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I have been practicing osteopathy since 1997. Coming from an athletic therapy background I already had a great love of movement, anatomy and the body in general but the Osteopathy program opened my eyes to a whole new world. Rather than learning anatomy as different parts that work in isolation, we learned anatomy in a functional way. We learned how all the parts and layers were interconnected and how each part affected all the others.  The emphasis was on how everything interrelated and how you cannot isolate one thing or one part because the body is a functional, integrated unit. 


Studying embryology was eye-opening and answered many questions I had about the body. We are brilliantly designed and when everything is in balance, our bodies have an incredible capacity to autoregulate.  Our bodies have an innate ability to heal.  Think of what happens when you cut yourself.  Many processes kick into gear, outside of our conscious awareness, and the two cut ends of skin and tissue find each other and knit back together.  Think about how incredible that is!  Processes like this are happening all the time, we’re simply not aware of them.  It is when the system falls out of balance mechanically, chemically, emotionally, psychologically, spiritually that things start to shift and our ability to autoregulate becomes disrupted. 


As an Osteopath it is my role to facilitate the body’s natural autoregulation process. By evaluating the body as a whole and using manual techniques to address any areas of restriction, lack of mobility, lack of fluid or energetic flow helps to re-establish a state of balance and allows the body to do the work that it was born to do.  


A detailed medical history is an essential aspect of Osteopathy. Everything that has ever happened in our lives is part of our story and our entire life story lives in our tissues and our cells. We tend to be symptom- focused so when your shoulder hurts you go to someone and hope they work on your shoulder to fix your shoulder. In Osteopathy we strive to look for the root cause of a problem. By the time you feel that shoulder pain there had likely been many issues you were unaware of going on beneath the surface.  Our bodies have an amazing ability to adapt and so it does.   At a certain point, the body is no longer able to adapt or compensate and that is when something will show up in the body as an ache, a pain, a dysfunction, a change in mobility or a change in general health.  The ‘symptom’ is simply the body’s way of tapping you on the shoulder and saying ‘hey, you need to take of yourself’. Osteopathy can help to peel away the layers of compensation and to get to the root cause of an issue rather than simply putting a Band-Aid on the issue by only treating the symptoms.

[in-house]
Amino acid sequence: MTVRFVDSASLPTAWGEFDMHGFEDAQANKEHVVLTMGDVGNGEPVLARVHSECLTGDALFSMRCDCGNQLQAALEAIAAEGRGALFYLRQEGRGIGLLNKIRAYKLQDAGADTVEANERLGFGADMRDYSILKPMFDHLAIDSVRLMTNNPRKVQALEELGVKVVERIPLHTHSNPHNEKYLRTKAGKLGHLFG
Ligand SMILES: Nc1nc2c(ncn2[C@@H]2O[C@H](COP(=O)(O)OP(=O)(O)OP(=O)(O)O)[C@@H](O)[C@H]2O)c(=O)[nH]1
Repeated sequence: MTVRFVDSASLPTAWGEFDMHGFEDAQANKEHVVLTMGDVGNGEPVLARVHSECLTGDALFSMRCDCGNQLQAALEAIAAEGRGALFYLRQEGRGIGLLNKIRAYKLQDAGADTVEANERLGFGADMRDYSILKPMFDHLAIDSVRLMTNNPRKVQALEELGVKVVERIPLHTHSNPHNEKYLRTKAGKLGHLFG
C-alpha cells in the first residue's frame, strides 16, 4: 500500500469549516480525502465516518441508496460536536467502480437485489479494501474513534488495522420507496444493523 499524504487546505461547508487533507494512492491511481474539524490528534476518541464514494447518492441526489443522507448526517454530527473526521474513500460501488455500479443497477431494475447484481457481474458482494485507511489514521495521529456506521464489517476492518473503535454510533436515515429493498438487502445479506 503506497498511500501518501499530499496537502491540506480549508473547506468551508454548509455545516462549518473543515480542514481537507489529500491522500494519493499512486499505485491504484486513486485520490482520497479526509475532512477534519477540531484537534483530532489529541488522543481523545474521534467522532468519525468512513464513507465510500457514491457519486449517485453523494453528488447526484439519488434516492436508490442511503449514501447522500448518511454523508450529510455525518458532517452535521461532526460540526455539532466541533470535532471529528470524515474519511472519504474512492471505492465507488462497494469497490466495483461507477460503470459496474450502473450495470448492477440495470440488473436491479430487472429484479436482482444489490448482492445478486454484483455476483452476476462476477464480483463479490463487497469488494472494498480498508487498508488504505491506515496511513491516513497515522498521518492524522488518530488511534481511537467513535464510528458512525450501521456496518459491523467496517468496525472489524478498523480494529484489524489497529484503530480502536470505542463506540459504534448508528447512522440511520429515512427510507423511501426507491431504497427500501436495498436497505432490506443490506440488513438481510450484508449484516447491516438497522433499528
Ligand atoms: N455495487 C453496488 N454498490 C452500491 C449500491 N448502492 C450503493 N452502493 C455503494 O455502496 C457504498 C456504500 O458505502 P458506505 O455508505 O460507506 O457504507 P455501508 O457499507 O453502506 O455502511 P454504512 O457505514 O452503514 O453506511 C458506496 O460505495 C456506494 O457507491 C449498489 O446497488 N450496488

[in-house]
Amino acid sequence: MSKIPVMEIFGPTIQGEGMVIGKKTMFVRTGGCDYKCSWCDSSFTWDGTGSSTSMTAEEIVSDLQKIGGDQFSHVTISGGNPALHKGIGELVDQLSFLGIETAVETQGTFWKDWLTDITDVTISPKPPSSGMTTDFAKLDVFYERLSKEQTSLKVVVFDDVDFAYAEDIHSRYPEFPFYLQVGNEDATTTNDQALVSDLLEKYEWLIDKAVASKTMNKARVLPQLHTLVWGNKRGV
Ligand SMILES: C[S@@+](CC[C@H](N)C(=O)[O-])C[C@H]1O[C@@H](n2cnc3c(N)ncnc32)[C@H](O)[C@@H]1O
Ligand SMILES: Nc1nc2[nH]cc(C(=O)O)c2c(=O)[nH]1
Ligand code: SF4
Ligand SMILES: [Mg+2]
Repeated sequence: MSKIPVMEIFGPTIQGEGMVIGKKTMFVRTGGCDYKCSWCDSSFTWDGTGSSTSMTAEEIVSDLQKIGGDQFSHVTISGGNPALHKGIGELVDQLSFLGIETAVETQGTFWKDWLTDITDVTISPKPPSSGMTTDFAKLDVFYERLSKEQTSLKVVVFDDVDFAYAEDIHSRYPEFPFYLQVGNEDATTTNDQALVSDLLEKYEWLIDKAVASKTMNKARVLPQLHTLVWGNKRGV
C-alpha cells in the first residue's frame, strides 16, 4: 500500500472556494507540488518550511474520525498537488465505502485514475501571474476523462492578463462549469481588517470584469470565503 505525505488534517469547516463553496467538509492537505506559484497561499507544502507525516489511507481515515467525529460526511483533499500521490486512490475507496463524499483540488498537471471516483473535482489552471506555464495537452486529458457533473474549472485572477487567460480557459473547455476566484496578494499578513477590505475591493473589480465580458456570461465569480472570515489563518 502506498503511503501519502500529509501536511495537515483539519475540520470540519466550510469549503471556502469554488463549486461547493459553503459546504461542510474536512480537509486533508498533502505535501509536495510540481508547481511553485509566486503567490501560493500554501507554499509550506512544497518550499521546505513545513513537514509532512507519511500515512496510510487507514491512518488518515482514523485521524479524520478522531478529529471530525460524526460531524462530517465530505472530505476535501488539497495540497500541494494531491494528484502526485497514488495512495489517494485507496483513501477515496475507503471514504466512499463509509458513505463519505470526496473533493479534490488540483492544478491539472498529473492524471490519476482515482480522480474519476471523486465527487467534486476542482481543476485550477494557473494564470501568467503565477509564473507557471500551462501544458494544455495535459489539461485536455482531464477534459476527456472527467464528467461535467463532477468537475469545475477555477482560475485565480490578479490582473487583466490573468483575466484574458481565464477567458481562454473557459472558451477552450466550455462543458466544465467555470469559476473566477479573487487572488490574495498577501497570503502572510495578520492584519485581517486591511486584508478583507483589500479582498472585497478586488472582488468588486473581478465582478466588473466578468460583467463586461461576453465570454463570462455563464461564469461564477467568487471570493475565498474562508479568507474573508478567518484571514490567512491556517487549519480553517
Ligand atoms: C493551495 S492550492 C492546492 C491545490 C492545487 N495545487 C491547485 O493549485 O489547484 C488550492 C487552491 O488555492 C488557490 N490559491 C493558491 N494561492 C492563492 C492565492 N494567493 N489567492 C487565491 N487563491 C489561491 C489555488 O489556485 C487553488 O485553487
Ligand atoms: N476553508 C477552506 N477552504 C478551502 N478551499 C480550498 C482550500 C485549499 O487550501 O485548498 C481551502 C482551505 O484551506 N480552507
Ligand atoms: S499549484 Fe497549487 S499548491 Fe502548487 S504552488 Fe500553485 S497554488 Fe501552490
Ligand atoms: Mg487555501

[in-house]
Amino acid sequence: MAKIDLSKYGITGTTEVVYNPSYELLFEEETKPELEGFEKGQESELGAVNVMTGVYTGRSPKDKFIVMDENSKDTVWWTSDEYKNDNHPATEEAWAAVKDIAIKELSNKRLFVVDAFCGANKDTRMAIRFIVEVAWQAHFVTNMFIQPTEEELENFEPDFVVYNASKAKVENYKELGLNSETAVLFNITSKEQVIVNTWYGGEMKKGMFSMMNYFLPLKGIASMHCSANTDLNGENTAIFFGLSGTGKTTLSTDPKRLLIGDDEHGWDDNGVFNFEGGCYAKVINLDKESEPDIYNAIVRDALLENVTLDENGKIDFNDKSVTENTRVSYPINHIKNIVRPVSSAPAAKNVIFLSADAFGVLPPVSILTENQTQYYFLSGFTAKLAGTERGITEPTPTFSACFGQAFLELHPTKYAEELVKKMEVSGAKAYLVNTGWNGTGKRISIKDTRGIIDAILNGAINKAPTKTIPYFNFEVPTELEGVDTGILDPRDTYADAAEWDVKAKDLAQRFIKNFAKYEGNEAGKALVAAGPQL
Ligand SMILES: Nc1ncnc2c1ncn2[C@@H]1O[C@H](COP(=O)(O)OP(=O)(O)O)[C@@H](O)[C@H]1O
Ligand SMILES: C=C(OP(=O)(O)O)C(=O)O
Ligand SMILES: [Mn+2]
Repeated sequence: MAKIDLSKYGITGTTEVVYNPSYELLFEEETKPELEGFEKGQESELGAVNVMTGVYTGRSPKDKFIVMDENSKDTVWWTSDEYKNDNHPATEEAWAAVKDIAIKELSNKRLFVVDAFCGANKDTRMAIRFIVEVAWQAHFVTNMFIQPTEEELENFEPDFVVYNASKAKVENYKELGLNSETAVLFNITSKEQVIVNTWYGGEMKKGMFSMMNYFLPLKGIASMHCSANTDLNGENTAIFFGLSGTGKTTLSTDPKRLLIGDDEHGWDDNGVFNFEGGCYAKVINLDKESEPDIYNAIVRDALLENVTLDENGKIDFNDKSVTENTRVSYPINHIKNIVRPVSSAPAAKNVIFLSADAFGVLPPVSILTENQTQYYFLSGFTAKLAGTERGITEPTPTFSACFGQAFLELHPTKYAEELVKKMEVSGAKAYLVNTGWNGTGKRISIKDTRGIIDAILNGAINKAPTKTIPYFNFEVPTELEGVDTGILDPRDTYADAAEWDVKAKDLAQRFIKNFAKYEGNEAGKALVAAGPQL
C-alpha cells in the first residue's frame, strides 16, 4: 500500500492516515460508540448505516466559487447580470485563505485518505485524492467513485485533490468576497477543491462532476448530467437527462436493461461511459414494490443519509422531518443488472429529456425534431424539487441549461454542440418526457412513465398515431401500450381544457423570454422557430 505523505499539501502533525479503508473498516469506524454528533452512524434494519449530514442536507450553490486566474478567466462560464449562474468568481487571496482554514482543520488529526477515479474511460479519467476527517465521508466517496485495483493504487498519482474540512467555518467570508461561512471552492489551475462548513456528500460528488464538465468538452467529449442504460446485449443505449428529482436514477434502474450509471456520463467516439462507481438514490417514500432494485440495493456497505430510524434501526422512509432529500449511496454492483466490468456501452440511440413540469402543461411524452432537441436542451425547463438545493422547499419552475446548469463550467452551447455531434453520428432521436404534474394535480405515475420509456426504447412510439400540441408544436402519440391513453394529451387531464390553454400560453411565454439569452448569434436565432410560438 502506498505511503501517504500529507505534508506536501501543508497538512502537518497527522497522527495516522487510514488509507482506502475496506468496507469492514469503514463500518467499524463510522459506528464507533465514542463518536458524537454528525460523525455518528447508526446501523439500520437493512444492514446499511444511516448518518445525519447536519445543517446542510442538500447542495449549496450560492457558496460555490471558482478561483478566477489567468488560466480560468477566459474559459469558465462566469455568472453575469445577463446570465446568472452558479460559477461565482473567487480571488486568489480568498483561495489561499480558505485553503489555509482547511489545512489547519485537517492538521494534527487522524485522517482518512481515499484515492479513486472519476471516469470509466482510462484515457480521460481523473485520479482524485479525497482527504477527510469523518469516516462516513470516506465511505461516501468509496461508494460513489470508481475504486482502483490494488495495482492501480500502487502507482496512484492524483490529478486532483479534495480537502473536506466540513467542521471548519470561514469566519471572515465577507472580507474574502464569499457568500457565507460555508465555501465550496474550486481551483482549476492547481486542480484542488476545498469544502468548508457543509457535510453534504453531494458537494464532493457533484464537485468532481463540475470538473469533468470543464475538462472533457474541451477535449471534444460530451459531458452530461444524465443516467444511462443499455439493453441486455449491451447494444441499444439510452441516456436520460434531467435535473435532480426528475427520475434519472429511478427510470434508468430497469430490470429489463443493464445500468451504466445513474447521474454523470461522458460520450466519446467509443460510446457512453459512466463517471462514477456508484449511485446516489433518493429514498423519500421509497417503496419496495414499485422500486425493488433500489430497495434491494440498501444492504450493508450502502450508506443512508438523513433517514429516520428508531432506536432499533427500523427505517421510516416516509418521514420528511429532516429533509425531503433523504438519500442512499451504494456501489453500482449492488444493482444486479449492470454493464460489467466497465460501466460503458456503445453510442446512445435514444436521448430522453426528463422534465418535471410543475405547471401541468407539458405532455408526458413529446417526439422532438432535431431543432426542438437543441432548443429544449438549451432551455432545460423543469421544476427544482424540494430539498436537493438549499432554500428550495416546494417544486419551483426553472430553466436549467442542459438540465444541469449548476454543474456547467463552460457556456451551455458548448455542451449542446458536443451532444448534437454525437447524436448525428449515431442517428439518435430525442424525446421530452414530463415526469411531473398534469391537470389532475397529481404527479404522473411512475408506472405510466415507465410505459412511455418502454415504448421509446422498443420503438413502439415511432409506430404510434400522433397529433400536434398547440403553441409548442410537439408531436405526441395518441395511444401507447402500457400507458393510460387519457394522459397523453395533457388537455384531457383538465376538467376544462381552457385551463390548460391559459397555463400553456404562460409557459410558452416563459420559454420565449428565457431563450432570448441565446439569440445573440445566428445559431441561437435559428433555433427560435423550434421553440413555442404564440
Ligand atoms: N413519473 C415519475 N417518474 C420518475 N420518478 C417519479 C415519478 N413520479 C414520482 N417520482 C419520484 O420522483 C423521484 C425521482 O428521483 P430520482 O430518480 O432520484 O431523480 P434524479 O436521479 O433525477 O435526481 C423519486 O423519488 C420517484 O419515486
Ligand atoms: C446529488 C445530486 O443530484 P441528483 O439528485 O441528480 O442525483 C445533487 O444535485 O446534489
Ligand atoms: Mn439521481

It’s important to recognize that no one person holds all the answers. I have surrounded myself by an incredible team of medical and movement professionals who have expertise in areas that I do not. Anytime I feel that one of those professionals would be a compliment to the treatments I am giving, or a better fit for the person I am trying to help, I refer her on to those specialists.  I have included a list of professionals I trust on page ??? 


I am often asked if I specialize in treating certain injuries or conditions.  As an Osteopath and movement educator I am open to treating any and all issues, but these are the issues I tend to see the most:


  • Chronic pain

  • Spine issues (lower back, mid back, neck pain)

  • Headaches and migraines

  • Concussions and post-concussion syndrome

  • TMJ (temporomandibular) issues

  • Newborns

  • Pregnant women

  • Digestive issues

  • Anxiety 

  • Postural dysfunction / movement impairments

  • Sport specific rehabilitation

  • Somatic amnesia






Come join her and use the discovery of movement through asana, pranayama, mudra and mantra as a path to prevention and / or recovery.  Through her teaching, Colleen invites clients to experience the joy of movement through embodied exploration.  


interoception, proprioception and overall kinesthet She believes the key to good health lies in developing body awareness to return to a state where we listen to the messages our bodies are constantly providing us.  We are born with a natural intuition but the multitude of external stimuli we are exposed to and the nature of North American culture teaches us to move further and further away from those intuitive feelings.  Learning how to connect and trust those internal messages, that are always ‘talking’ to us, can bring us closer to the body’s natural power to express wellness.

ic awareness

This time also opened her eyes to how many different ways there are to work with and on the body.  It solidified the idea that there is no one solution that works for every person, injury or condition.

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